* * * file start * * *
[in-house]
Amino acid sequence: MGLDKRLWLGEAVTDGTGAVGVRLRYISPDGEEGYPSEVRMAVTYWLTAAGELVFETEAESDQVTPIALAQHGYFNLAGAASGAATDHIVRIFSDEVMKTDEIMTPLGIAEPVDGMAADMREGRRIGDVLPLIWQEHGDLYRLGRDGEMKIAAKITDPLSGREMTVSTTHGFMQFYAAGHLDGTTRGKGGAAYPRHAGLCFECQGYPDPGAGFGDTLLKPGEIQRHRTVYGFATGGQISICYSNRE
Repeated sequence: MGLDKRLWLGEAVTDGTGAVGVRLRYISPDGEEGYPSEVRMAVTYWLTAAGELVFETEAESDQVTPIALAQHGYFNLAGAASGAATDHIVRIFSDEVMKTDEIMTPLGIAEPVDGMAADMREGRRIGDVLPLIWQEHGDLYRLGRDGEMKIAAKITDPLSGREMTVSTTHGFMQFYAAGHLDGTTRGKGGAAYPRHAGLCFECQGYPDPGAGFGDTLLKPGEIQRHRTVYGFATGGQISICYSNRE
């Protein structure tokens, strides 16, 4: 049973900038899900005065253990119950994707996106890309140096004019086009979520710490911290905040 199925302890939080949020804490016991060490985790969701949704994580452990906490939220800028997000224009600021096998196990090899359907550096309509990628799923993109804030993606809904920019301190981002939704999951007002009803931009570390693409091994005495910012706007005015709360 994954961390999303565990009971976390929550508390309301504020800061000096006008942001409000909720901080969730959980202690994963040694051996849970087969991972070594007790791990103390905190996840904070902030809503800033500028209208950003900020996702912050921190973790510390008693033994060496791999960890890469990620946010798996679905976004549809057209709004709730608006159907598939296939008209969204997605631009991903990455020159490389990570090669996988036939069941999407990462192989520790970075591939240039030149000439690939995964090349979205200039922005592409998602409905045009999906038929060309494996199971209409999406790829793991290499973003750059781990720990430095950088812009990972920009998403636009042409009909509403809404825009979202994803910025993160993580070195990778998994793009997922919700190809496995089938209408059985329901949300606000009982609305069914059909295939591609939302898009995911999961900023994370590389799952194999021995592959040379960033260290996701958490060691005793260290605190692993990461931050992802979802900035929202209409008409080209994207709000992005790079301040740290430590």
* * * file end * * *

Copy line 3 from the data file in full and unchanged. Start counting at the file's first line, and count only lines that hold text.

Repeated sequence: MGLDKRLWLGEAVTDGTGAVGVRLRYISPDGEEGYPSEVRMAVTYWLTAAGELVFETEAESDQVTPIALAQHGYFNLAGAASGAATDHIVRIFSDEVMKTDEIMTPLGIAEPVDGMAADMREGRRIGDVLPLIWQEHGDLYRLGRDGEMKIAAKITDPLSGREMTVSTTHGFMQFYAAGHLDGTTRGKGGAAYPRHAGLCFECQGYPDPGAGFGDTLLKPGEIQRHRTVYGFATGGQISICYSNRE